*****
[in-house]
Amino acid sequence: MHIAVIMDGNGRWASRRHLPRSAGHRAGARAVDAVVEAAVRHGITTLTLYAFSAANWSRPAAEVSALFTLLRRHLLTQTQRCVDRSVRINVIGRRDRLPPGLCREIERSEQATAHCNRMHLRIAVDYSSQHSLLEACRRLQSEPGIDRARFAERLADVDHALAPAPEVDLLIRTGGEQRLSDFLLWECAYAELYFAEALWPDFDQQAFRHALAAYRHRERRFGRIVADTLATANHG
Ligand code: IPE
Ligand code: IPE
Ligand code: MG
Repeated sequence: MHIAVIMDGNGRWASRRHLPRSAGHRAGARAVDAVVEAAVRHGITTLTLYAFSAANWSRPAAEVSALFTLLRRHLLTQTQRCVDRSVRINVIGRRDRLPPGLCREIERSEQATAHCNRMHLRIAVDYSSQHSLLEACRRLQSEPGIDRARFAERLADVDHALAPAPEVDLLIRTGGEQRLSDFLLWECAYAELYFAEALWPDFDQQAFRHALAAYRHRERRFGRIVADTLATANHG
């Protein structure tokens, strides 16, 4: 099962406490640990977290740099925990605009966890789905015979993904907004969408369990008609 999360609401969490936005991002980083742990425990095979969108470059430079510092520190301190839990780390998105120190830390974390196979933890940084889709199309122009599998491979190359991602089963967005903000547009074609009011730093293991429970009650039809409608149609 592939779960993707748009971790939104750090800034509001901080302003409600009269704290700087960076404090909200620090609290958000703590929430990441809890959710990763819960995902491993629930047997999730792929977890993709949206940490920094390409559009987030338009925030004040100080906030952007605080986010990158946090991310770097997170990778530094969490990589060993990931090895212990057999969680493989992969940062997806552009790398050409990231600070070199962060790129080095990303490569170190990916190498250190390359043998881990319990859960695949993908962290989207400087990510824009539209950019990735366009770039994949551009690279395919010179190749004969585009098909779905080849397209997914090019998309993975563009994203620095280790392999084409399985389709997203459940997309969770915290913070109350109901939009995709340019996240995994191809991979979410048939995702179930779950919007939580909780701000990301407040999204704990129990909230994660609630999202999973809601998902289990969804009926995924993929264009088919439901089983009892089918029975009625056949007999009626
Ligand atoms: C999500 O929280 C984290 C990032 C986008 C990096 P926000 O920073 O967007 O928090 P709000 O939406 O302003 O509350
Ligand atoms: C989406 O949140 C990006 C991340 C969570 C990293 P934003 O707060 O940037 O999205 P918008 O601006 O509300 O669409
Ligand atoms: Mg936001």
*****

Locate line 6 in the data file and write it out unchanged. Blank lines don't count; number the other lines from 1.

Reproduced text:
Repeated sequence: MHIAVIMDGNGRWASRRHLPRSAGHRAGARAVDAVVEAAVRHGITTLTLYAFSAANWSRPAAEVSALFTLLRRHLLTQTQRCVDRSVRINVIGRRDRLPPGLCREIERSEQATAHCNRMHLRIAVDYSSQHSLLEACRRLQSEPGIDRARFAERLADVDHALAPAPEVDLLIRTGGEQRLSDFLLWECAYAELYFAEALWPDFDQQAFRHALAAYRHRERRFGRIVADTLATANHG